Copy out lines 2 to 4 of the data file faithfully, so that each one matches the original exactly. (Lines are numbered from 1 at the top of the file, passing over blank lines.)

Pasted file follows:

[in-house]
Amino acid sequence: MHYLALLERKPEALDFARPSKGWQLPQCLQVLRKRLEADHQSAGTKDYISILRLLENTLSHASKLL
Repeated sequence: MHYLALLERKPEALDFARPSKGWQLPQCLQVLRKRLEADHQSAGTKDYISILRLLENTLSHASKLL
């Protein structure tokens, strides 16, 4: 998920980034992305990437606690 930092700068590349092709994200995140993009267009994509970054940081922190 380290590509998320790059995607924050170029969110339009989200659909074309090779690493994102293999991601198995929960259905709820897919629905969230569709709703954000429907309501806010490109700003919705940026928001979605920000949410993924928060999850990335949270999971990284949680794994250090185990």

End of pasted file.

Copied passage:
Amino acid sequence: MHYLALLERKPEALDFARPSKGWQLPQCLQVLRKRLEADHQSAGTKDYISILRLLENTLSHASKLL
Repeated sequence: MHYLALLERKPEALDFARPSKGWQLPQCLQVLRKRLEADHQSAGTKDYISILRLLENTLSHASKLL
């Protein structure tokens, strides 16, 4: 998920980034992305990437606690 930092700068590349092709994200995140993009267009994509970054940081922190 380290590509998320790059995607924050170029969110339009989200659909074309090779690493994102293999991601198995929960259905709820897919629905969230569709709703954000429907309501806010490109700003919705940026928001979605920000949410993924928060999850990335949270999971990284949680794994250090185990």